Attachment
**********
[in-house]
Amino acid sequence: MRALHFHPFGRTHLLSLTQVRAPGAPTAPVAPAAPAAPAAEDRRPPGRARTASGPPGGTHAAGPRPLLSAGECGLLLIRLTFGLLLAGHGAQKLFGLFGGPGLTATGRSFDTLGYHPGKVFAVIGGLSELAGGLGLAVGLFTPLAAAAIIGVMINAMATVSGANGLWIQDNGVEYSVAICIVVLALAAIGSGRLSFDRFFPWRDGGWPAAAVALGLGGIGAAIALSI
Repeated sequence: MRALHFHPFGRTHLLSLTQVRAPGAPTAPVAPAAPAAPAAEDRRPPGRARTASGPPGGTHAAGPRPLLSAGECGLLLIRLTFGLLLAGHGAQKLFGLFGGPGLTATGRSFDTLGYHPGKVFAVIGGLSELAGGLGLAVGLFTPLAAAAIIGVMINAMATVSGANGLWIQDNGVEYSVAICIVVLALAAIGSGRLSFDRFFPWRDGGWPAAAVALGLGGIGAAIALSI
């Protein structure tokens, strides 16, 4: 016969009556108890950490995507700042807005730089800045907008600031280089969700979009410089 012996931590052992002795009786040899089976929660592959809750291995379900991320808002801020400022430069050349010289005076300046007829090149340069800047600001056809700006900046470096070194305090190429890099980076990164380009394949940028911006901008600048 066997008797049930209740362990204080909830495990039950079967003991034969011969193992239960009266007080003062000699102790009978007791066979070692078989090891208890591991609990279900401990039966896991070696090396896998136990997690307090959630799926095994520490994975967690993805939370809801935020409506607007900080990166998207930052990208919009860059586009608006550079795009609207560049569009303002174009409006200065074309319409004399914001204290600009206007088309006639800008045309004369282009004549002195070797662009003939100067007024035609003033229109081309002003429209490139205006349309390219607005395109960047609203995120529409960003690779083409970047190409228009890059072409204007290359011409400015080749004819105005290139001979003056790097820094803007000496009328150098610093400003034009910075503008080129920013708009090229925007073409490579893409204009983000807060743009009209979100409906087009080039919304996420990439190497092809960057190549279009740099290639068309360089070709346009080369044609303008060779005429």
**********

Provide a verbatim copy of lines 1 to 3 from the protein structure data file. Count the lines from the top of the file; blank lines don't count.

[in-house]
Amino acid sequence: MRALHFHPFGRTHLLSLTQVRAPGAPTAPVAPAAPAAPAAEDRRPPGRARTASGPPGGTHAAGPRPLLSAGECGLLLIRLTFGLLLAGHGAQKLFGLFGGPGLTATGRSFDTLGYHPGKVFAVIGGLSELAGGLGLAVGLFTPLAAAAIIGVMINAMATVSGANGLWIQDNGVEYSVAICIVVLALAAIGSGRLSFDRFFPWRDGGWPAAAVALGLGGIGAAIALSI
Repeated sequence: MRALHFHPFGRTHLLSLTQVRAPGAPTAPVAPAAPAAPAAEDRRPPGRARTASGPPGGTHAAGPRPLLSAGECGLLLIRLTFGLLLAGHGAQKLFGLFGGPGLTATGRSFDTLGYHPGKVFAVIGGLSELAGGLGLAVGLFTPLAAAAIIGVMINAMATVSGANGLWIQDNGVEYSVAICIVVLALAAIGSGRLSFDRFFPWRDGGWPAAAVALGLGGIGAAIALSI